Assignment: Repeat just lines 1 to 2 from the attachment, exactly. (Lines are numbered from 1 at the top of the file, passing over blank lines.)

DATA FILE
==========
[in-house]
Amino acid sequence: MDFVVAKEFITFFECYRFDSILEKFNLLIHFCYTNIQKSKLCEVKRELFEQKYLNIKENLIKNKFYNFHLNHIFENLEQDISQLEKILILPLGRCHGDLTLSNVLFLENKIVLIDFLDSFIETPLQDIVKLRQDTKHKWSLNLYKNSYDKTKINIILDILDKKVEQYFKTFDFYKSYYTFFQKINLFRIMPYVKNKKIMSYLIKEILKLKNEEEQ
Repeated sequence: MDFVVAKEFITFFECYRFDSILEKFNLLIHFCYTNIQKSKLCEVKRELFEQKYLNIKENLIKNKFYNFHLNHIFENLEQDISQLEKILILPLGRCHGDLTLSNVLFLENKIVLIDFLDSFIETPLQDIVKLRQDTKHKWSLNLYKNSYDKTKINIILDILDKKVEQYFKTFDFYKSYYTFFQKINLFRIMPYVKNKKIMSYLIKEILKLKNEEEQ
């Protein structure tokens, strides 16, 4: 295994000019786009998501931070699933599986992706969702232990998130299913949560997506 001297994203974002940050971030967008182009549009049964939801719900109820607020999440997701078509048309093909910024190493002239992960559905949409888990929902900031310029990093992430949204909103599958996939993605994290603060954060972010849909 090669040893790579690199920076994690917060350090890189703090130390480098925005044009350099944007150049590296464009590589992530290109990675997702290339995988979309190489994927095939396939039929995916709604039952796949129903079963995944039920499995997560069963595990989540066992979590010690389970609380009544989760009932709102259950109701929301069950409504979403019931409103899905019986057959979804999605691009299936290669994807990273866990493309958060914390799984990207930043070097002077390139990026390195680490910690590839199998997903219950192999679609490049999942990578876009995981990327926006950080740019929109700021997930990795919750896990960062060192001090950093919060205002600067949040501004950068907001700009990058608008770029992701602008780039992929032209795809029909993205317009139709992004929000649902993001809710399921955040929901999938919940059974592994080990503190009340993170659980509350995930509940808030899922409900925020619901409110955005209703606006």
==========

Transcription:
[in-house]
Amino acid sequence: MDFVVAKEFITFFECYRFDSILEKFNLLIHFCYTNIQKSKLCEVKRELFEQKYLNIKENLIKNKFYNFHLNHIFENLEQDISQLEKILILPLGRCHGDLTLSNVLFLENKIVLIDFLDSFIETPLQDIVKLRQDTKHKWSLNLYKNSYDKTKINIILDILDKKVEQYFKTFDFYKSYYTFFQKINLFRIMPYVKNKKIMSYLIKEILKLKNEEEQ